LONDON — An hours-long hostage drama at an airport on the Mediterranean island of Malta ended peacefully Friday with two hijackers who had threatened to blow up a Libyan passenger jet choosing instead to surrender to authorities.
Their arrest brought to a close a tense international confrontation that began when the two hijackers — apparently armed with a hand grenade and handguns — commandeered the plane over Libyan skies, then diverted it 300 miles north to Malta.
For hours, Afriqiyah Airways Airbus A320 sat on the runway with 117 people on board while authorities negotiated and camouflage-clad troops lay in wait.
The hijackers' surrender came after all of the flight's passengers had been safely released. In the final moments of the crisis, the flight's crew walked down the stairs, with at least one hijacker calmly following.
Maltese Prime Minister Joseph Muscat said the men had a hand grenade and a pistol. Another pistol was later found on the aircraft.
It was not clear how the weapons were smuggled aboard in Libya. But Muscat said authorities had managed to steer events away from violence once the plane landed in Malta.
"It was a very good day — no casualties, and people are safe," a smiling Muscat told reporters.
Muscat said that Maltese authorities had refused to negotiate with the hijackers and insisted that they release their hostages. He said the men had not made specific demands, and their motives were unclear.
In an interview during the standoff with a Libyan broadcaster, Libya Channel, the flight's captain said the two hijackers were in their 30s and were asking for political asylum and for the establishment of a new Libyan party, al-Fateh al-Jadeed. The captain identified the men as Ahmed Ali and Mousa Shaha.
In a separate interview with the broadcaster, Shaha confirmed those demands and said he was in the custody of Maltese authorities. The interview was cut off before he could say more.
Maltese television showed one of the men — well-dressed in a gray suit jacket — waving the green flag of the former regime of Libyan strongman Moammar Gadhafi as he exited the plane.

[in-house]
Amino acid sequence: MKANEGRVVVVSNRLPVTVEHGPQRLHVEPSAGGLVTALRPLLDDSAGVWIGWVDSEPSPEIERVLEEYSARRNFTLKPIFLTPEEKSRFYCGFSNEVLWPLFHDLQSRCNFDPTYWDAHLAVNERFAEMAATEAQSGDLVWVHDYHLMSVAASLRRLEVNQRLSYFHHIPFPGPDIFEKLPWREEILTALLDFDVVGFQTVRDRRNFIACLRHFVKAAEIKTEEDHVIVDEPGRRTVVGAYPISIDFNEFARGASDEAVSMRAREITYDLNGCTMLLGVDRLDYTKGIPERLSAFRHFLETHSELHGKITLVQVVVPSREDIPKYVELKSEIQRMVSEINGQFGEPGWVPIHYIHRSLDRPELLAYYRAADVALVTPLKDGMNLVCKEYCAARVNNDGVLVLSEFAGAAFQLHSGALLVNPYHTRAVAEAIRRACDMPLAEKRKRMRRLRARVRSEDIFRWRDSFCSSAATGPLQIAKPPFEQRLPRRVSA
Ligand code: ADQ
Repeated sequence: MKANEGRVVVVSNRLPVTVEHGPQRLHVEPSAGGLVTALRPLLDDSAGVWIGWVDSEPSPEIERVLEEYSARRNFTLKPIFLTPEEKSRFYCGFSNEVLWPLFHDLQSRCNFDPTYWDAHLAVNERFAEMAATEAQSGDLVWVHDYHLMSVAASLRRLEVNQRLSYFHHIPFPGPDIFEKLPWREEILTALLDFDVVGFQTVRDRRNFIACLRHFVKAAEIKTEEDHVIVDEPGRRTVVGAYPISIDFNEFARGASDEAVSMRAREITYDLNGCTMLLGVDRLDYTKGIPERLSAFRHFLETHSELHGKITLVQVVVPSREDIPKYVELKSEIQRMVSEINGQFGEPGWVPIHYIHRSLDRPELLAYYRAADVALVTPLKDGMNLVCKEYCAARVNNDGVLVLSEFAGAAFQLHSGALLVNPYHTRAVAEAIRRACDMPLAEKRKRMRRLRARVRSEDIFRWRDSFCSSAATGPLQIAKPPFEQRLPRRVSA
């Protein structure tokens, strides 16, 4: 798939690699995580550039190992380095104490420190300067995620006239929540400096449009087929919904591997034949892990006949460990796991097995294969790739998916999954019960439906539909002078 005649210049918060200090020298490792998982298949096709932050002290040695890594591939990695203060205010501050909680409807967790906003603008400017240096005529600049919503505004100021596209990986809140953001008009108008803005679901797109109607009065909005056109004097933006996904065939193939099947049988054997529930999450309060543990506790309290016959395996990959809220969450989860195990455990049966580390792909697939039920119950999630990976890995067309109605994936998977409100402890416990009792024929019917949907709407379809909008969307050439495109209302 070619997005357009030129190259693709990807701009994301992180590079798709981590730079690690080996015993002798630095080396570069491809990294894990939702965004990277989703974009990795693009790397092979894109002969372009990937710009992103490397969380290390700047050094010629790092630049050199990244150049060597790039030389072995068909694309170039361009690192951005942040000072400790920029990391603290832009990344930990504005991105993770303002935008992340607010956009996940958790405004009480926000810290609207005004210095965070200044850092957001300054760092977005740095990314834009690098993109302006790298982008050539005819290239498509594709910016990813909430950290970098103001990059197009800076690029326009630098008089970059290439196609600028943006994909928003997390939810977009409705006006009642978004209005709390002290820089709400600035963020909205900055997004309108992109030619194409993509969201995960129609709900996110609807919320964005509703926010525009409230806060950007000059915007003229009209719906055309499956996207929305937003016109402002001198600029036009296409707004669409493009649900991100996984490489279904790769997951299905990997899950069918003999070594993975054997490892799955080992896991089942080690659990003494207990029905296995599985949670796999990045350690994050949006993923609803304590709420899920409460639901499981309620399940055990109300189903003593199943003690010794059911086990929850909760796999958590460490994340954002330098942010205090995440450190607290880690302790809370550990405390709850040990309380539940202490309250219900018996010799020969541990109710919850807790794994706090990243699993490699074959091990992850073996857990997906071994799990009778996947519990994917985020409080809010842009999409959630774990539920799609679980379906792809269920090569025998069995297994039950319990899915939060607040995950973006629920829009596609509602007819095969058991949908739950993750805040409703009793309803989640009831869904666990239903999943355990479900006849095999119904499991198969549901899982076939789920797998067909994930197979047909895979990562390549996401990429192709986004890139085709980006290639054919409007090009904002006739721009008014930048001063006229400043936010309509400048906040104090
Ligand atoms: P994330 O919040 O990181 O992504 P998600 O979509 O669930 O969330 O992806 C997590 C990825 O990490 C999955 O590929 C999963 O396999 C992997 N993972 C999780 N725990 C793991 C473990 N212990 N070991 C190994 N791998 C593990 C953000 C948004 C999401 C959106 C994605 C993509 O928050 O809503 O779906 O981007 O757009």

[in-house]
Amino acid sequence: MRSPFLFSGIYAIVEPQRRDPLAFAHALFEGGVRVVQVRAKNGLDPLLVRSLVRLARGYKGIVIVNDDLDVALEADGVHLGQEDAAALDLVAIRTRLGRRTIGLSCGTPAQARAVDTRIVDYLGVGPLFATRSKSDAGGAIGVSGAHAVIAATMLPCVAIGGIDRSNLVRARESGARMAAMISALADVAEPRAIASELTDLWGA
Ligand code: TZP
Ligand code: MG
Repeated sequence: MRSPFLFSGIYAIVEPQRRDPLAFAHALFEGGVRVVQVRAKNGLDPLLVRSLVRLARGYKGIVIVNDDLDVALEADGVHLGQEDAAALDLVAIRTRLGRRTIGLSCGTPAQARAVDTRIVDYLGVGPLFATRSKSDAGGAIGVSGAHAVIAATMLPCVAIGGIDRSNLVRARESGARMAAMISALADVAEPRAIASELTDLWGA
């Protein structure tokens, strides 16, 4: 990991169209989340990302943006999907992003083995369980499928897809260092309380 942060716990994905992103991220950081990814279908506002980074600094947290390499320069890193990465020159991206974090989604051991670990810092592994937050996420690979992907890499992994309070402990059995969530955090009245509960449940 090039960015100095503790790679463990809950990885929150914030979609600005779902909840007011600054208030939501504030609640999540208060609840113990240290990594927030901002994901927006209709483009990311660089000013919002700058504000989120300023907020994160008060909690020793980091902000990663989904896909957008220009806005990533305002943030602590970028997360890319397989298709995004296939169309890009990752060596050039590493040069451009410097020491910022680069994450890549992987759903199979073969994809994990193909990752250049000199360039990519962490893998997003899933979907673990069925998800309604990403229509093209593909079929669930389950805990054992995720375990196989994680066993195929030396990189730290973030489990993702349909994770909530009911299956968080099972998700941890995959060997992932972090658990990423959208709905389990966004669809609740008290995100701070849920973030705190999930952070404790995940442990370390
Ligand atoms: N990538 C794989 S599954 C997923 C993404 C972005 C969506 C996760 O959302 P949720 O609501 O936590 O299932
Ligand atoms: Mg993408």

The Times of Malta reported that the hijackers claimed to be from a little-known Libyan faction called Fatah al-Gadida, and were backers of the late dictator in a country that has been wracked by internal unrest since Gadhafi's downfall in 2011. Gadhafi loyalists in Libya, however, insisted that the men were unknown to them.
Friday's Afriqiyah flight had been scheduled to land in Libya's capital, Tripoli, and had originated in the southwestern Libyan city of Sabha. The plane was carrying 111 passengers, including 82 men, 28 women and an infant, Muscat said.
The Sabha region is known as a hub for arms smuggling and traffickers taking migrants from Libya and other points in Africa on the journey to the Mediterranean for clandestine ships bound for Europe.
The first signs of a peaceful resolution to Friday's standoff came just over two hours after the flight landed, when women and children were permitted to disembark. Later, male passengers were also allowed to leave the plane.
Many of the passengers appeared relaxed as they came off the flight. A crew member stood at the top of the stairs, occasionally smiling and laughing.
The hijacking brought, for a few hours at least, another security crisis to the European Union just days after an attack on a Berlin Christmas market killed 12 people. The main suspect in the Berlin attack, a Tunisian, was killed in a shootout with Italian police Friday.
Malta, a tiny nation of less than half a million people that lies south of Sicily, is an E.U. member.